Encounter eagle rays in Fiji. // © 2018 Creative Commons user pauljill
Feature image (above): Snorkeling in the Solomon archipelago offers opportunities to see many beautiful species of fish. // © 2018 Creative Commons user xploredive
It isn’t just the pristine, coconut-fringed beaches and lush landforms concealing secret waterfalls and caves that attract travelers to the South Pacific. The region also boasts islands that are the perfect jumping-off points to some of the richest and most diverse reefs in the world.
Here are a few diving sites to tick off your list, from the Solomon Islands in the west to the Cook Islands in the southeast.
Fiji might have made a name for itself by offering luxury retreats for the rich and the famous. However, much like its South Pacific neighbors, it’s also the place for covetable snorkeling experiences. So, when in Fiji, grab a mask and leave the resort — no matter how incredible it is.
The first stop should be Rainbow Reef, best known for its healthy soft coral community and many fish species. Keep an eye out for tiger sharks. Other spots to consider are Namena Marine Reserve and the Great Astrolabe Barrier Reef.
Snorkeling excursions, as well as private charter tours, may be arranged through Pacific Harbour Ocean & Island Excursions.
The French territory of New Caledonia is famous for its remarkably rich lagoon. It’s not only the world’s largest lagoon, but also the second largest barrier reef on the planet. Its waters are home an underwater world so incredible it was named a UNESCO World Heritage Site.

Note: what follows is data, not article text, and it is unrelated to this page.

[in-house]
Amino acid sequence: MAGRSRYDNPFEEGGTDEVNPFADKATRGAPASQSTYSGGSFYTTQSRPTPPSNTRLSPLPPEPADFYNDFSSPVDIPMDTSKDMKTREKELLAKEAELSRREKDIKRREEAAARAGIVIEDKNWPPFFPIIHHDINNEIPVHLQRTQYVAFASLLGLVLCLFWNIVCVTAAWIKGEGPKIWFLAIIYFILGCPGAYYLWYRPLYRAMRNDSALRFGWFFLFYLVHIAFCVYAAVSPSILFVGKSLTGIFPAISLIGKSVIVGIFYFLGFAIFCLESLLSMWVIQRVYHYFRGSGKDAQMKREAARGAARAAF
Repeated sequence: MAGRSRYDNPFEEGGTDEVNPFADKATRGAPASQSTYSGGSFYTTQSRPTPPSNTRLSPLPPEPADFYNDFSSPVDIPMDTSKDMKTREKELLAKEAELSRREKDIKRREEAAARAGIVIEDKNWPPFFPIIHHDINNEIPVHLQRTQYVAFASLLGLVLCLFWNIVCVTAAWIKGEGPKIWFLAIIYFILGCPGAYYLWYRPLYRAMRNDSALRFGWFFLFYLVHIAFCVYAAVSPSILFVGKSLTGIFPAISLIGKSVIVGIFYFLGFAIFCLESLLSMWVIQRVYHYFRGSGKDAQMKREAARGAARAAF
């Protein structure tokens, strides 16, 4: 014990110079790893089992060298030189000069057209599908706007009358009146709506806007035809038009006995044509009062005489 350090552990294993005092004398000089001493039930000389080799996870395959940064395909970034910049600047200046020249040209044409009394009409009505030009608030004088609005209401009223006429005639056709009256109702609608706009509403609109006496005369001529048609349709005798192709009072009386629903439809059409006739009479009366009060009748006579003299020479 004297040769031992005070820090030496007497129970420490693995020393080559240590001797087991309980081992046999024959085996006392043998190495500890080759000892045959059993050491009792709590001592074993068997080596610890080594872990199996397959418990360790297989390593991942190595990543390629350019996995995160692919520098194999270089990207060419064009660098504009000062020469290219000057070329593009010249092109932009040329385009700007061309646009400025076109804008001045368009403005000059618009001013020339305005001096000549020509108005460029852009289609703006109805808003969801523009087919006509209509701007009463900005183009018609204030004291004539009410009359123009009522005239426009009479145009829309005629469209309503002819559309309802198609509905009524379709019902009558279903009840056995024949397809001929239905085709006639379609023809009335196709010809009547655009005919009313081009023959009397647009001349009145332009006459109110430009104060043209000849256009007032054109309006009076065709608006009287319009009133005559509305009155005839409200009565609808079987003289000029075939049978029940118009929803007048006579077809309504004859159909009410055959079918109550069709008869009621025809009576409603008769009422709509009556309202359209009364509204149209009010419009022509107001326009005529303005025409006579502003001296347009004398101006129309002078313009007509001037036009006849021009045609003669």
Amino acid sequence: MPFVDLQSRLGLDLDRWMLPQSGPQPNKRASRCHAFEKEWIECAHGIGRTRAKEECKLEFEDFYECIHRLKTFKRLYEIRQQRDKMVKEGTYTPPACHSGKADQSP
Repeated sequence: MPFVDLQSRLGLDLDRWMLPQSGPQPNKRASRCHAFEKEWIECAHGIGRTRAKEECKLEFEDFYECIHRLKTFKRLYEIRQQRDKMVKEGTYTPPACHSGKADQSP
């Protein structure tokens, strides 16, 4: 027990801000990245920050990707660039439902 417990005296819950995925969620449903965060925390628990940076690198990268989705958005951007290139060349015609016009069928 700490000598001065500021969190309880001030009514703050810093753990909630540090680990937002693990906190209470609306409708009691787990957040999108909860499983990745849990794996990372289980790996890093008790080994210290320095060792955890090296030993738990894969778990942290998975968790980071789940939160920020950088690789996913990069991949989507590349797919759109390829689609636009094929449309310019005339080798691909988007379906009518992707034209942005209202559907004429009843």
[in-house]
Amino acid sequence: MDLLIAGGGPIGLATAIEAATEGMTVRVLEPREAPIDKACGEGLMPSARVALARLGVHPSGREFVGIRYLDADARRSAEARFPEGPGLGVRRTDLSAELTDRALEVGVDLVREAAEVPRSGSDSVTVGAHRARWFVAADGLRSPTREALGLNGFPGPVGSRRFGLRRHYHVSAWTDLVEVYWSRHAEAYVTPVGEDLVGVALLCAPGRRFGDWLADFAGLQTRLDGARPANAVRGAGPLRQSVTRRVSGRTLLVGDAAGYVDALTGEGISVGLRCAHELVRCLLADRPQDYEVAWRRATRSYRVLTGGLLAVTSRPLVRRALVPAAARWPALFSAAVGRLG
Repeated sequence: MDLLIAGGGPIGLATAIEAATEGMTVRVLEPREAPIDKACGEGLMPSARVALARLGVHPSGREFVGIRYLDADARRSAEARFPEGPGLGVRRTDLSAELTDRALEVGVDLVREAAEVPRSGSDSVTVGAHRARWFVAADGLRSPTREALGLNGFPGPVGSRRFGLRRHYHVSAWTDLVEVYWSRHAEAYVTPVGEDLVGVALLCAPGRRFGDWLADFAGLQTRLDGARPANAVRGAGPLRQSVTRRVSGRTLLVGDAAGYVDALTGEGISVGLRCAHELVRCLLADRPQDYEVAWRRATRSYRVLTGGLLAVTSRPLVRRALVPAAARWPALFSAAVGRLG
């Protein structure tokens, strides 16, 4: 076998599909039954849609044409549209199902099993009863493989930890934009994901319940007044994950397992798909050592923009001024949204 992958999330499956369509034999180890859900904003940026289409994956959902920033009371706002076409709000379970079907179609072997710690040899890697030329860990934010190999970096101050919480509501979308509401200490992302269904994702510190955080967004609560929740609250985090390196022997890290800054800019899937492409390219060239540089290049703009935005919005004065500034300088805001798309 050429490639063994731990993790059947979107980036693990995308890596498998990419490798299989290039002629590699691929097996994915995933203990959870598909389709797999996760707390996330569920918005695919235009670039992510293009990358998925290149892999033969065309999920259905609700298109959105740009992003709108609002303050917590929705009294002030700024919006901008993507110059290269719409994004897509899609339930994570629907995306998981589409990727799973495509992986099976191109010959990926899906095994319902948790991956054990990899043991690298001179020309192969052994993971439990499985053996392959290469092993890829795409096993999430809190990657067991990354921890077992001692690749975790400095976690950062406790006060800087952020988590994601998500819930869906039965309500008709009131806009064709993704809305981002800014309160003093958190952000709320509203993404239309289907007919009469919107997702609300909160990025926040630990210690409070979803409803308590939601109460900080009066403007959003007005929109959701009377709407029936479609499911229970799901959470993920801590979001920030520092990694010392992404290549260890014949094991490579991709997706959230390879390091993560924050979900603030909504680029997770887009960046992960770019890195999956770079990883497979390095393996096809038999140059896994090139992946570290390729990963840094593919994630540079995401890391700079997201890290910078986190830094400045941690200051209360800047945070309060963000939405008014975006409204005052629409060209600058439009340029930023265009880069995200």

During a snorkeling excursion here, you’ll likely see dugongs, turtles, giant manta rays, unicorn fish, sharks, feather starfish and Moorish idols. Isle of Pines, Duck Island, Lifou Island and Touho are four of the best snorkeling spots.
For morning excursions or day snorkeling trips, hire Kuendu Dive Safari. Its tours include swimming with manta rays at Touho.
Rarotonga, Cook Islands
The Cook Islands’ largest and most populous island is home to more than just volcanoes and rainforests. It also boasts lagoons and coral reefs that make a perfect setting for diving and snorkeling.
Among the best places for exploring are Tikioki Marine Reserve, where moray eels, stingrays and turtles congregate. For a calmer spot, Black Rock Beach is the way to go. Or, for a full day of snorkeling, stop by Aroa Marine Reserve and Titikaveka.
For better probability of seeing eagle rays and reef sharks, take a guided snorkeling trip to the island’s outer reef by booking an excursion with Adventure Cook Islands.
The Solomon Islands
A stone’s throw from Papua New Guinea is the Solomon Islands archipelago.
Snorkeling and scuba diving are the favorite pastimes here, along with sunning at sandbars and immersing in the local culture.
It’s not hard to see why the destination is attractive; the islands are not only home to spectacular coral gardens, but also a number World War II wreck sites. Plus, it the marine life is diverse, including leatherback and hawksbill turtles, rays, sharks and many species of fish. Among the best snorkeling spots are Marovo Lagoon, Uepi Island and Susu Hite.
Group snorkeling trips, as well as private charters, can be arranged through Munda Dive.
If there’s one thing the Republic of Vanuatu is known for, it’s diving. The crystal-clear water provides excellent visibility of its healthy coral reefs and of WWII shipwrecks that include the SS President Coolidge, a sunken luxury liner.
If you’re not one for diving, snorkeling spots abound as well. In fact, the well-known Million Dollar Point — home to several WWII remnants — is snorkeler-friendly and so accessible that clients don’t need to arrange a tour. Other stunning reefs include Pango Cove, Pele Island and Tranquility Island.
Arrange a snorkeling tour at Pango Cove with Big Blue Vanuatu. For Pele Island, try Evergreen Vanuatu.